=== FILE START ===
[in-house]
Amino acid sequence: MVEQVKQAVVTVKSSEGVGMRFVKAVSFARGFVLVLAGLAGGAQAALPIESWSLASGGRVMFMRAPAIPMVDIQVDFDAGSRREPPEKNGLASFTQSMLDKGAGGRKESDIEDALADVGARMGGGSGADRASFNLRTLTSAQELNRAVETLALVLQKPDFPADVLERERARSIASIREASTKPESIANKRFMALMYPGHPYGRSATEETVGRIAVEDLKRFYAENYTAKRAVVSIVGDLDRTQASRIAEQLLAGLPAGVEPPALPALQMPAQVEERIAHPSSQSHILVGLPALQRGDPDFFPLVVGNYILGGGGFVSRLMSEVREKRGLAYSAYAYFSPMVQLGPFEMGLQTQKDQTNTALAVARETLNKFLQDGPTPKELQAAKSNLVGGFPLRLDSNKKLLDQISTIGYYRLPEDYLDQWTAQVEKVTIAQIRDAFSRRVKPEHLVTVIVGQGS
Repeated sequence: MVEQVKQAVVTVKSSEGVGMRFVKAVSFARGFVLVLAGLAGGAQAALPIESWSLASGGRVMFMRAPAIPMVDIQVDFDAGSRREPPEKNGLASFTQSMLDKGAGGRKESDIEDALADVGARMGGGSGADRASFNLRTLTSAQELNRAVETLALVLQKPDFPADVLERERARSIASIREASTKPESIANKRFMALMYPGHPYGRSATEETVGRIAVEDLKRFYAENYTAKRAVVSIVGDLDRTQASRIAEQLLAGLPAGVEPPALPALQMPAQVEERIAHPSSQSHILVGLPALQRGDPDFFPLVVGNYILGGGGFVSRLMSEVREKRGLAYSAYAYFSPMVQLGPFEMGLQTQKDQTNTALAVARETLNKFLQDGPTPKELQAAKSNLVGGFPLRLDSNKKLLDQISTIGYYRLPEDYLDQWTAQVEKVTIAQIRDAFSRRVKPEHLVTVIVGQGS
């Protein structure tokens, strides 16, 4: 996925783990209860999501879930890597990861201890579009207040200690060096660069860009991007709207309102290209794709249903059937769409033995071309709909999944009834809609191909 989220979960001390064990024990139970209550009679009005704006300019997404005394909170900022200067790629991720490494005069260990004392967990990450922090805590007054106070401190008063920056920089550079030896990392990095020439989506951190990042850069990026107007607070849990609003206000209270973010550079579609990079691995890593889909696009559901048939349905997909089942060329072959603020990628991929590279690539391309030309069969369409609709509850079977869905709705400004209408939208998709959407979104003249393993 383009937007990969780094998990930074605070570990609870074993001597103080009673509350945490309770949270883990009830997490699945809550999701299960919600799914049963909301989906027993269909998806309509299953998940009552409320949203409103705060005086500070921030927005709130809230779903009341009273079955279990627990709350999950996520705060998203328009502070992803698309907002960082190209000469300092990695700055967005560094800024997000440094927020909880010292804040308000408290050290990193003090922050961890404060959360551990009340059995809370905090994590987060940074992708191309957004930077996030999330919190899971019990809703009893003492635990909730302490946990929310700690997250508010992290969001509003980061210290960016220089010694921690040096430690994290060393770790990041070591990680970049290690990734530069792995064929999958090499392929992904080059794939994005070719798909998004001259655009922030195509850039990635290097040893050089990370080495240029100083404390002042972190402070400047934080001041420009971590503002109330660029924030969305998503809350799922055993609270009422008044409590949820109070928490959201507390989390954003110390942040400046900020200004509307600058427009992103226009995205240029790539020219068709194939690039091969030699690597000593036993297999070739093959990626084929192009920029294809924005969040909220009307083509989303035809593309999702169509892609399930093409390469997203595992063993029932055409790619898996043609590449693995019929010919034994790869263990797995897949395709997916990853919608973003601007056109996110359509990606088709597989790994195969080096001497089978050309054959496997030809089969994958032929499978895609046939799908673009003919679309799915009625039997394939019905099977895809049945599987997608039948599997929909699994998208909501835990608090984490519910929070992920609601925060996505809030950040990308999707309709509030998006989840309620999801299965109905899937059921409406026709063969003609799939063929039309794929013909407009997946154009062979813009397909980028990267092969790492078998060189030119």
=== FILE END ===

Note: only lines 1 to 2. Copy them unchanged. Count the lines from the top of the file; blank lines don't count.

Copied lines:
[in-house]
Amino acid sequence: MVEQVKQAVVTVKSSEGVGMRFVKAVSFARGFVLVLAGLAGGAQAALPIESWSLASGGRVMFMRAPAIPMVDIQVDFDAGSRREPPEKNGLASFTQSMLDKGAGGRKESDIEDALADVGARMGGGSGADRASFNLRTLTSAQELNRAVETLALVLQKPDFPADVLERERARSIASIREASTKPESIANKRFMALMYPGHPYGRSATEETVGRIAVEDLKRFYAENYTAKRAVVSIVGDLDRTQASRIAEQLLAGLPAGVEPPALPALQMPAQVEERIAHPSSQSHILVGLPALQRGDPDFFPLVVGNYILGGGGFVSRLMSEVREKRGLAYSAYAYFSPMVQLGPFEMGLQTQKDQTNTALAVARETLNKFLQDGPTPKELQAAKSNLVGGFPLRLDSNKKLLDQISTIGYYRLPEDYLDQWTAQVEKVTIAQIRDAFSRRVKPEHLVTVIVGQGS